Urban planning is one of the domains where high modernists were most influential, and where the limits of that ideology became most apparent. An early proponent of such thinking was the British urban planner Ebenezer Howard. In 1902, Howard published Garden Cities of To-Morrow, deploring the rise of “crowded, ill-ventilated, unplanned, unwieldy, unhealthy cities.”7 He proposed the Garden City as a new type of rational community where every facility was placed in its proper location. At the Garden City’s center is a large garden, surrounded by core public buildings such as the town hall and library. Further out from the center, along Grand Avenue, are schools, playgrounds, and houses of worship. The outer ring of the town has designated locations for factories, warehouses, and other facilities.
Howard used mathematical formulas to precisely specify how to maximize social welfare in Garden Cities: the proper balance between housing and jobs; the need for amenities such as playgrounds, schools, and open space; and the optimal population. These formulas could even inform planners when the population of a particular Garden City surpassed its capacity (approximately 30,000–50,000 people) and a new, peripheral one needed to be developed several miles away.8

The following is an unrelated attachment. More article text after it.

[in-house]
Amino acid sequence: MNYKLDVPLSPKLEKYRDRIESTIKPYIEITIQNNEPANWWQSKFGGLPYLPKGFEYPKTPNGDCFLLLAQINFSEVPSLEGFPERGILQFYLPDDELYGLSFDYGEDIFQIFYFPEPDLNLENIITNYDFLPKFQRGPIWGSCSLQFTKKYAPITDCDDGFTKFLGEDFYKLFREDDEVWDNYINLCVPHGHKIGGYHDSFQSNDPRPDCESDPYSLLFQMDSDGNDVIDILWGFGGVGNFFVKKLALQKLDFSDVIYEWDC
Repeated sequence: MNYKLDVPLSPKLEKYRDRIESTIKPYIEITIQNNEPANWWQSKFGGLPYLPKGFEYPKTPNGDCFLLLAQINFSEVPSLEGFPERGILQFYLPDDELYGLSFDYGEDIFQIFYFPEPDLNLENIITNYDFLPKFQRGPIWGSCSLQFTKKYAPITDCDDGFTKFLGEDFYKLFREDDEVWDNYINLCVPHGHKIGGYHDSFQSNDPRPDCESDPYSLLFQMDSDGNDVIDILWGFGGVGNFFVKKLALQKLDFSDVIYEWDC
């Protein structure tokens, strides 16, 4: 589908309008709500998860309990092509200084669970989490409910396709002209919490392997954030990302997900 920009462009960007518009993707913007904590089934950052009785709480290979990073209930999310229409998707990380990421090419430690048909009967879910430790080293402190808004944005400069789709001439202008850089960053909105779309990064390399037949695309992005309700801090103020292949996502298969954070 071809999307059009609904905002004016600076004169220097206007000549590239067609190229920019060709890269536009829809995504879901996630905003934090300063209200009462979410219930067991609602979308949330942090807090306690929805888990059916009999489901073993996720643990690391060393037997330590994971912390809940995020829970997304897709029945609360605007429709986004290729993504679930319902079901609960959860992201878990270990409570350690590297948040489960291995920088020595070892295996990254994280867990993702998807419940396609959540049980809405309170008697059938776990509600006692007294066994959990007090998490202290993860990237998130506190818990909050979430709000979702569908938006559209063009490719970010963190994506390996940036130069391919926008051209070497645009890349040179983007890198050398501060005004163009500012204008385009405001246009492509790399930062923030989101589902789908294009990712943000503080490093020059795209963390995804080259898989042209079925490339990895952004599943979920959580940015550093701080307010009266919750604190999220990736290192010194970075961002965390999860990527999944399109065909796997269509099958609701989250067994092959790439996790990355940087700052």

Howard believed that the Garden City necessitated a radical departure from the past. He saw little worth salvaging in London; instead, he maintained, “better results [can] be obtained by starting on a bold plan on comparatively virgin soil.” Continuing to inhabit existing and obsolete cities when “modern scientific methods” promised a better way, Howard asserted, would be like clinging to disproven geocentric philosophies in stubborn resistance to modern astronomy.9